Fedora has long been touted as being one of the most professional, stable, cutting-edge distros out there, and seeing as though its latest version brings GNOME 3 along for the ride, I couldn’t help but download and install it. I’ve since used Fedora 15 for an entire month, so read on as I take a look at this release from all angles.
Installing Fedora 15
Catering to both the novice and the professional, Fedora’s Anaconda installer makes the process of copying over the required bits to your hard drive a painless one.
Like most things Linux, there isn’t just one Fedora download option available. The ‘Default’ includes the GNOME 3 desktop, while additional ‘Spins’ include others; KDE, LXDE and Xfce. Also available are bulkier DVDs that include a lot more software, weighing in at about 3.4GB for both the x86 and x64 editions.
For even more specific needs, the official Fedora Spins page lists a couple of extra niche choices; Security, Electronic Lab (specialized for hardware design and simulation), Games and also Design Suite.
Upon booting up with one of the discs, you’ll see a screen like this:
The options listed here will differ depending on the version of the ISO you downloaded. The screen above is taken from the DVD x64 edition, while the ‘Default’ CD edition will not feature options to go straight to the installer, but rather go to the Live CD environment first for a richer experience.
One of the features that sets Anaconda apart from most other installers is that it asks you up-front if you’d like to test the install media for faults, which is something I always recommend unless you just burned the CD and are confident in the result – or even not, just to be safe. It may not seem like a big deal, since if it installs it shouldn’t matter, but it could matter. I’ve had distros seemingly install fine only to discover burn-related issues not long after (I’ve had the same with Windows).
The first prompted options involve selecting both a language and keyboard layout.
The next screen is where the “professional” comes in, with a choice of installing to advanced storage devices such as iSCSI or FCoE. The vast majority of users are fine to leave the default blank… you know if you need the second option. After choosing it, you’ll be prompted to prep the hard drive if no partitions exist.
You’ll then be able to choose a better name than ‘localhost.localdomain’ for your hostname and also take the opportunity to configure your network. Unfortunately, the Fedora installer doesn’t seem to have taken a card from Canonical’s Ubiquity installer and choose your timezone for you (requiring Internet connectivity), but it doesn’t take much effort to either click your location on the map or select it from the list. After clearing these two screens, you’ll be required to enter a root password before continuing on.
Onto the good stuff – partitioning! Novice or not, the partitioner is the part of any Linux installer (or any OS installer for that matter) where attention must be paid, else catastrophic results can occur. If you’re installing Fedora to a completely blank hard drive, then ‘Use All Space’ can be chosen. If you are looking to replace a currently-installed version of Linux, the ‘Replace Existing Linux System(s)’ option will take care of that.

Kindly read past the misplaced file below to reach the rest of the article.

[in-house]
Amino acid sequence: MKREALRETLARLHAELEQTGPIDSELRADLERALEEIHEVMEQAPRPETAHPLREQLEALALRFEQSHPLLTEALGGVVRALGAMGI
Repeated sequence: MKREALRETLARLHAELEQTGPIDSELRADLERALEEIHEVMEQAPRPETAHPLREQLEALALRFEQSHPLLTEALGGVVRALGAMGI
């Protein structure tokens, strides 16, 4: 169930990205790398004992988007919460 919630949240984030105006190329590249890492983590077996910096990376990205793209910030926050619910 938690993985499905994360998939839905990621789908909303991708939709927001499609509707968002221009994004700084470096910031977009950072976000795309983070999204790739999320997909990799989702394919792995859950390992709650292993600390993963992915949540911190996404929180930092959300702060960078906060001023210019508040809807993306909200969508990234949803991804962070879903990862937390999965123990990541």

In the event you have multiple hard drives, the best idea is to choose the custom layout option, where your tweaking options will allow you to configure things just the way you want. After choosing any option, Anaconda will prompt to ask you whether or not you want to setup a standard partition (suitable for most people), a software RAID, or a logical volume (LVM).
Once at the partition configuration screen, you’ll be able to create and modify partitions to your heart’s content. If you’re a novice Linux user and not all-too-familiar with partitions, I’d recommend creating a 500MB ext4 with /boot mounted to it, an 8GB linux-swap, and then an ext4 or Btrfs mounted to / that uses the remainder of the space. If you did not make free space available on your hard drive prior to running the installer, I recommend instead using a tool such as GParted (available on the live CD) to make your changes, since it’s a much easier partitioning tool to use than Anaconda.
Once your configuration is OK’d, you can choose which drive you want to install the GRUB boot-loader to – usually fine to be left default.
Alright… I lied earlier. This is where the fun begins. Here, you can choose which software base you’d like to use for the OS. If you’re a software developer, the option is here for that, and ditto for the other options. Once a selection is made, you can click on “Customize Now”, which will give you fine-tuning options once you continue onto the next screen.
For those looking to just get the install over with, you can simply leave the options default. Once you reach the desktop, you can install anything you like. Doing it here simply saves you some time.
At this point, you’re pretty much near the end. Depending on the number of packages you chose on the earlier screen, installation could take a couple of minutes or a half an hour.
Fin! Time to reboot.
On the first boot into your live environment, Fedora will prompt you with a couple of simple questions, such as your name, username, password and also the date and time. For those wanting to make sure their time is always accurate, you can choose the ‘Synchronize date and time over the network’ option on its respective screen. This will keep your time in sync based on your timezone choice.
I’m not sure I’d call Anaconda one of the ‘best’ installers out there, since most of them are quite good, but it’d be right up there. The only real complaint I have is that its partitioner can be a bit flaky, but aside from that, it’s powerful, simple to use and offers quite a bit of flexibility.